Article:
The book of nature is written in the language of mathematics.

Our motto is a frequently cited short form of a quote from Galileo
Galilei's work *The Assayer (Il saggiatore)*, written in 1623.
(Translation supplied by
Stephen J. Summers):

Philosophy is written in that great book which continually lies open before us (I mean the Universe). But one cannot understand this book until one has learned to understand the language and to know the letters in which it is written. It is written in the language of mathematics, and the letters are triangles, circles and other geometric figures. Without these means it is impossible for mankind to understand a single word; without these means there is only vain stumbling in a dark labyrinth.

In the original Italian:

La filosofia è scritta in questo grandissimo libro che continuamente ci sta aperto innanzi a gli occhi (io dico l'universo), ma non si può intendere se prima non s'impara a intender la lingua, e conoscer i caratteri, ne' quali è scritto. Egli è scritto in lingua matematica, e i caratteri sono triangoli, cerchi, ed altre figure geometriche, senza i quali mezi è impossibile a intenderne umanamente parola; senza questi è un aggirarsi vanamente per un'oscuro laberinto.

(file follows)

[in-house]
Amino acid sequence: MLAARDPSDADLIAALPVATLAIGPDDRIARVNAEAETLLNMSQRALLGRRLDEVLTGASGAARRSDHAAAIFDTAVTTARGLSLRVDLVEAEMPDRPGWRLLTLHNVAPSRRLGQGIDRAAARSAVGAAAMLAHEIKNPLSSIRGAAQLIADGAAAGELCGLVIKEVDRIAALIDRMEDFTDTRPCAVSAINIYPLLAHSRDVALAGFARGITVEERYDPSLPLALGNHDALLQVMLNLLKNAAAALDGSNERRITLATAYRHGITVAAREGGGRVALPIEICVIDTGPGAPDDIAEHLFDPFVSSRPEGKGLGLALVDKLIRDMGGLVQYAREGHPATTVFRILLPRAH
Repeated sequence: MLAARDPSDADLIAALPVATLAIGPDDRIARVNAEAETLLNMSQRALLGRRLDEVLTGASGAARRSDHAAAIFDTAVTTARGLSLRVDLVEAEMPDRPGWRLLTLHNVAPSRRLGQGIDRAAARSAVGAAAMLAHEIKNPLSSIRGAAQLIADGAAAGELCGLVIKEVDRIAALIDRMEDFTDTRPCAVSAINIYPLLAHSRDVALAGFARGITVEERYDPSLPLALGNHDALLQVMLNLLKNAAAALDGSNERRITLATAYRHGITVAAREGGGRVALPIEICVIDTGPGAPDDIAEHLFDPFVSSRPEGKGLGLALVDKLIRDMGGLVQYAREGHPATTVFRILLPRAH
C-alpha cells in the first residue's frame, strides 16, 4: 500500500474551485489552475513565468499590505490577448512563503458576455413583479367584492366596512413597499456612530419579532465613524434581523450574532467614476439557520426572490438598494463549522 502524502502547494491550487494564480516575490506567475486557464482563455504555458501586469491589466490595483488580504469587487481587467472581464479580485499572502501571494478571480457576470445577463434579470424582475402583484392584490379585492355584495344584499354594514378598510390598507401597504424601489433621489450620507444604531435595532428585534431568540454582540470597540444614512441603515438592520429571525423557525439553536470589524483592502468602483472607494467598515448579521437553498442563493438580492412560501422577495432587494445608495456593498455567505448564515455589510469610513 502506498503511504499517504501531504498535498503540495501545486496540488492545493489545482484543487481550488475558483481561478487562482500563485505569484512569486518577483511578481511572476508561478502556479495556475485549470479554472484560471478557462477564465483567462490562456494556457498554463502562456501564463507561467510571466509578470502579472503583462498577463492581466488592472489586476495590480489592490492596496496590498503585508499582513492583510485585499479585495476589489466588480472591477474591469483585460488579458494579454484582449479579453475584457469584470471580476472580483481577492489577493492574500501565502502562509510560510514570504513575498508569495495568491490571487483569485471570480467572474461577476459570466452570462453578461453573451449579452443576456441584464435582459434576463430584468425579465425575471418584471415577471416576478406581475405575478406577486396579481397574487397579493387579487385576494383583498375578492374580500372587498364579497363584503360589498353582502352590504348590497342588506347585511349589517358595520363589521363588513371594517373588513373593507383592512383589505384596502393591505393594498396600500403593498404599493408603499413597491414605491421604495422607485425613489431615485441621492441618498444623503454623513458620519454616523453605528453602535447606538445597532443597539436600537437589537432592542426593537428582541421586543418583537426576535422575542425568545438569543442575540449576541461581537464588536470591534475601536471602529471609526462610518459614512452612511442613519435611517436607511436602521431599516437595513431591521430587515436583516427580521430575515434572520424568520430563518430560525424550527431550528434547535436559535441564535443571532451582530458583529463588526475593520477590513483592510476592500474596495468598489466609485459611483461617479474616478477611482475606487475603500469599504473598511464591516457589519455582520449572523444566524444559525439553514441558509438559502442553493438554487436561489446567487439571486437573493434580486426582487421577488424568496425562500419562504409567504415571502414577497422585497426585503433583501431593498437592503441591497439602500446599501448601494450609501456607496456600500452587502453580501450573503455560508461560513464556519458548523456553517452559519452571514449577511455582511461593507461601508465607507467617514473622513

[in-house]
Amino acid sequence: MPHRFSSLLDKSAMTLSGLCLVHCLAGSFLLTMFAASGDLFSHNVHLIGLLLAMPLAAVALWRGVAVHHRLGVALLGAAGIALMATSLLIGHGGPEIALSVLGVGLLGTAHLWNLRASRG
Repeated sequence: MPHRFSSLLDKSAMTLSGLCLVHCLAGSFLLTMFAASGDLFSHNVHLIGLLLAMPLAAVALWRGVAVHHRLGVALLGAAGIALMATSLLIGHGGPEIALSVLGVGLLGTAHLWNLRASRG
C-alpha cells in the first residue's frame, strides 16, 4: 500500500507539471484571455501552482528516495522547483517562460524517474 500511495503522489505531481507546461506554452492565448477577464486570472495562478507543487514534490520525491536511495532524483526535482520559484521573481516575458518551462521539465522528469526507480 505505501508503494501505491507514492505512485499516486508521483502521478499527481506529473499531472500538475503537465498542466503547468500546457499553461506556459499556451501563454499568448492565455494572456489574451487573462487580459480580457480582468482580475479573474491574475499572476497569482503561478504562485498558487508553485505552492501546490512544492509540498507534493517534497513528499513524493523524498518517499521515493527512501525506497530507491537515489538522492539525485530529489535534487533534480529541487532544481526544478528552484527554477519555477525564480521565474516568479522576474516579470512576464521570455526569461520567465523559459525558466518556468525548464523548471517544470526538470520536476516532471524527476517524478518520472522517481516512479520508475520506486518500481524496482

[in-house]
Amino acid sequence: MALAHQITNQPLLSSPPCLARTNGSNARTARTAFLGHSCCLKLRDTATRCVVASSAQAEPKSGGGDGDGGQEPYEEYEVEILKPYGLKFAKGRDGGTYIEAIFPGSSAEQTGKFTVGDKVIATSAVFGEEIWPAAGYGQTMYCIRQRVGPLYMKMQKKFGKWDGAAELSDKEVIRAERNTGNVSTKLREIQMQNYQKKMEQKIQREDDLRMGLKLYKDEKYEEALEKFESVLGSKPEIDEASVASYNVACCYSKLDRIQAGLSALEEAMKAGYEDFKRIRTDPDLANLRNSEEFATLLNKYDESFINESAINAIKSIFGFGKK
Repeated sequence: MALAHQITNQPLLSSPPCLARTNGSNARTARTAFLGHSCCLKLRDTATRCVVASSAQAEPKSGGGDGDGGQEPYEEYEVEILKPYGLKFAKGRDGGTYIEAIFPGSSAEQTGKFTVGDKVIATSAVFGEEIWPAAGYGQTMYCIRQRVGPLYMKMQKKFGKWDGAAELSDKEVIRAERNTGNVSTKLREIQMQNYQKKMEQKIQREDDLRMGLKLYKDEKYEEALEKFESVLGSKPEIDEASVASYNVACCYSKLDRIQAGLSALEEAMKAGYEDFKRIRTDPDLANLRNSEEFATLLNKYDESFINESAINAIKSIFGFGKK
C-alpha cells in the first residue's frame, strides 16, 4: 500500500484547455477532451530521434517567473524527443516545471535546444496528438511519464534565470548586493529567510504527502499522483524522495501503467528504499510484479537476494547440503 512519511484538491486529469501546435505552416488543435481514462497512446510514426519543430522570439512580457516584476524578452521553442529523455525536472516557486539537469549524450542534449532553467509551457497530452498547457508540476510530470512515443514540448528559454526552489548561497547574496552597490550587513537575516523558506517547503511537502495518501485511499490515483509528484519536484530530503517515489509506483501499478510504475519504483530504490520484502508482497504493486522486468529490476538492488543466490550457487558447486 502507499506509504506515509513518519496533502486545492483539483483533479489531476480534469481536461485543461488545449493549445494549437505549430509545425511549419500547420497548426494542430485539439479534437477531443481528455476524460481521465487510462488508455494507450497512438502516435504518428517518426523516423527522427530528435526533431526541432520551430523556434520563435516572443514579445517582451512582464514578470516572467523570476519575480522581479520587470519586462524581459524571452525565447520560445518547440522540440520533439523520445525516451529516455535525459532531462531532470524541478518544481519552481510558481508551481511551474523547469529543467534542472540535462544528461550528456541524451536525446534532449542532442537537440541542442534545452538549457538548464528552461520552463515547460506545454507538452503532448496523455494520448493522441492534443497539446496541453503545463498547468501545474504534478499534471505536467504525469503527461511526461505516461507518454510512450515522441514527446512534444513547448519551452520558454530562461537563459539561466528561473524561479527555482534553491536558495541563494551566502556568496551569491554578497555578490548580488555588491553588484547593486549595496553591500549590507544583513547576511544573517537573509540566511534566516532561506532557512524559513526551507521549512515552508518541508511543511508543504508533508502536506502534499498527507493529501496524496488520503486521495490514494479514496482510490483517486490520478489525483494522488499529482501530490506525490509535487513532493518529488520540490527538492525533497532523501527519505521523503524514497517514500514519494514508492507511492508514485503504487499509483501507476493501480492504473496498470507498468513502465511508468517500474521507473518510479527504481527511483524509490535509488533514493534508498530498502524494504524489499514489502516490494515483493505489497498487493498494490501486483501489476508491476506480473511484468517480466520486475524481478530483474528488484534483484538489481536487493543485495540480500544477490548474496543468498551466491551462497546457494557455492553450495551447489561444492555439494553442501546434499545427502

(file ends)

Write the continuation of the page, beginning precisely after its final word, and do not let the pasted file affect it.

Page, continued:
## Featured articles

### Uncertainty Relations for Angular Momentum

Prof. Dr. Reinhard F. Werner, Lars Dammeier, Rene Schwonnek#### Video Abstract

#### Abstract

In this work we study various notions of uncertainty for angular
momentum in the spin-*s* represen- tation of *SU*(2). We
characterize the “uncertainty regions” given by all vectors, whose
components are specified by the variances of the three angular momentum
components. A basic feature of this set is a lower bound for the sum of
the three variances. We give a method for obtaining optimal lower bounds
for uncertainty regions for general operator triples, and evaluate these
for small *s*. Further lower bounds are derived by generalizing
the technique by which Robertson obtained his state-dependent lower
bound. […]

### Equilibration of Quantum Gases

Dr. Terry Farrelly#### Video Abstract

#### Abstract

Finding equilibration times is a major unsolved problem in physics with few analytical results. Here we look at equilibration times for quantum gases of bosons and fermions in the regime of negligibly weak interactions, a setting which not only includes paradigmatic systems such as gases confined to boxes, but also Luttinger liquids and the free superfluid Hubbard model. To do this, we focus on two classes of measurements: (i) coarse-grained observables, such as the number of particles in a region of space, and (ii) few-mode measurements, such as phase correlators and correlation functions. We show that, in this setting, equilibration occurs quite generally despite the fact that the particles are not interacting. […]